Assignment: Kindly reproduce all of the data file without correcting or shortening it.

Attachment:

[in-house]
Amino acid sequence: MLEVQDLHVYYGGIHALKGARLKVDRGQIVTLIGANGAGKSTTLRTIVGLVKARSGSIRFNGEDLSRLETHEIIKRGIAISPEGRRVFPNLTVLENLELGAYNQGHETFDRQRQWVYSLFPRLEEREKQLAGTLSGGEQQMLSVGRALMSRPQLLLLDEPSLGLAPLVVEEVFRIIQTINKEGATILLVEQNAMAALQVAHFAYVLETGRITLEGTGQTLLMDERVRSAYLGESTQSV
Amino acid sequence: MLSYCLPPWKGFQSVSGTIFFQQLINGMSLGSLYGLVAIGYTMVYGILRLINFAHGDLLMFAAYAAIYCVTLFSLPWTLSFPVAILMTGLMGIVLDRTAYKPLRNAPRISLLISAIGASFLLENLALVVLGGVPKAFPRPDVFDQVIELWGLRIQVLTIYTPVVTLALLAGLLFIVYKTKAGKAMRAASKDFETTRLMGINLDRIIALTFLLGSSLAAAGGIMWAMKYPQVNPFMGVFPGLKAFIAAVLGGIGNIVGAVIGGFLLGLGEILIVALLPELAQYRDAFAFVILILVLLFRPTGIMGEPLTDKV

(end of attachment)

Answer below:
[in-house]
Amino acid sequence: MLEVQDLHVYYGGIHALKGARLKVDRGQIVTLIGANGAGKSTTLRTIVGLVKARSGSIRFNGEDLSRLETHEIIKRGIAISPEGRRVFPNLTVLENLELGAYNQGHETFDRQRQWVYSLFPRLEEREKQLAGTLSGGEQQMLSVGRALMSRPQLLLLDEPSLGLAPLVVEEVFRIIQTINKEGATILLVEQNAMAALQVAHFAYVLETGRITLEGTGQTLLMDERVRSAYLGESTQSV
Amino acid sequence: MLSYCLPPWKGFQSVSGTIFFQQLINGMSLGSLYGLVAIGYTMVYGILRLINFAHGDLLMFAAYAAIYCVTLFSLPWTLSFPVAILMTGLMGIVLDRTAYKPLRNAPRISLLISAIGASFLLENLALVVLGGVPKAFPRPDVFDQVIELWGLRIQVLTIYTPVVTLALLAGLLFIVYKTKAGKAMRAASKDFETTRLMGINLDRIIALTFLLGSSLAAAGGIMWAMKYPQVNPFMGVFPGLKAFIAAVLGGIGNIVGAVIGGFLLGLGEILIVALLPELAQYRDAFAFVILILVLLFRPTGIMGEPLTDKV